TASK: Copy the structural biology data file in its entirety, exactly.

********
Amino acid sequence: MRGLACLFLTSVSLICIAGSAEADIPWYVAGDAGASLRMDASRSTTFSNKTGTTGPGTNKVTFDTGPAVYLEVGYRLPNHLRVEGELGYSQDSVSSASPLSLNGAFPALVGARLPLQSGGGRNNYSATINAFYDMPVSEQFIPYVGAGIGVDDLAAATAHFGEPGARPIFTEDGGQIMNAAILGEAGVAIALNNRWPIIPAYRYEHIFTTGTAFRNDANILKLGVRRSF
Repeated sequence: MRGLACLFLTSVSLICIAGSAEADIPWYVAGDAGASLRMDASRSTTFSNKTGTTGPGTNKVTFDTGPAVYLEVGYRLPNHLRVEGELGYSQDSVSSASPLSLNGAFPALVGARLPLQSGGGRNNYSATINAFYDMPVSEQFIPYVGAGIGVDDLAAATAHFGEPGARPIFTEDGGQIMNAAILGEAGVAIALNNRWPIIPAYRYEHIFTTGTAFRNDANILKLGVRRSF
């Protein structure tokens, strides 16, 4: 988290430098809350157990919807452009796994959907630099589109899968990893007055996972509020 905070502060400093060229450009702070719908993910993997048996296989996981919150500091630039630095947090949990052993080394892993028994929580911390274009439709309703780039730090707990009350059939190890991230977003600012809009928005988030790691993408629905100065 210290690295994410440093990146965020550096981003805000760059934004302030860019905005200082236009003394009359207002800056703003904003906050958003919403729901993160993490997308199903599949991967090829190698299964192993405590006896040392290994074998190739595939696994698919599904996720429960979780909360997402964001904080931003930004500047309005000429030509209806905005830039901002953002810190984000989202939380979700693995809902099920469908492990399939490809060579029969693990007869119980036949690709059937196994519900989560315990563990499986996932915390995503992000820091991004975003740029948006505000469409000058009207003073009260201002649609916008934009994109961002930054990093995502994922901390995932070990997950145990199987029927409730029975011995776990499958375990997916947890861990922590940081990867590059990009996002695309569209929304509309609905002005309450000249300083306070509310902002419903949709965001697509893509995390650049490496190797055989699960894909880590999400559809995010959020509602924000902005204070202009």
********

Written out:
Amino acid sequence: MRGLACLFLTSVSLICIAGSAEADIPWYVAGDAGASLRMDASRSTTFSNKTGTTGPGTNKVTFDTGPAVYLEVGYRLPNHLRVEGELGYSQDSVSSASPLSLNGAFPALVGARLPLQSGGGRNNYSATINAFYDMPVSEQFIPYVGAGIGVDDLAAATAHFGEPGARPIFTEDGGQIMNAAILGEAGVAIALNNRWPIIPAYRYEHIFTTGTAFRNDANILKLGVRRSF
Repeated sequence: MRGLACLFLTSVSLICIAGSAEADIPWYVAGDAGASLRMDASRSTTFSNKTGTTGPGTNKVTFDTGPAVYLEVGYRLPNHLRVEGELGYSQDSVSSASPLSLNGAFPALVGARLPLQSGGGRNNYSATINAFYDMPVSEQFIPYVGAGIGVDDLAAATAHFGEPGARPIFTEDGGQIMNAAILGEAGVAIALNNRWPIIPAYRYEHIFTTGTAFRNDANILKLGVRRSF
């Protein structure tokens, strides 16, 4: 988290430098809350157990919807452009796994959907630099589109899968990893007055996972509020 905070502060400093060229450009702070719908993910993997048996296989996981919150500091630039630095947090949990052993080394892993028994929580911390274009439709309703780039730090707990009350059939190890991230977003600012809009928005988030790691993408629905100065 210290690295994410440093990146965020550096981003805000760059934004302030860019905005200082236009003394009359207002800056703003904003906050958003919403729901993160993490997308199903599949991967090829190698299964192993405590006896040392290994074998190739595939696994698919599904996720429960979780909360997402964001904080931003930004500047309005000429030509209806905005830039901002953002810190984000989202939380979700693995809902099920469908492990399939490809060579029969693990007869119980036949690709059937196994519900989560315990563990499986996932915390995503992000820091991004975003740029948006505000469409000058009207003073009260201002649609916008934009994109961002930054990093995502994922901390995932070990997950145990199987029927409730029975011995776990499958375990997916947890861990922590940081990867590059990009996002695309569209929304509309609905002005309450000249300083306070509310902002419903949709965001697509893509995390650049490496190797055989699960894909880590999400559809995010959020509602924000902005204070202009």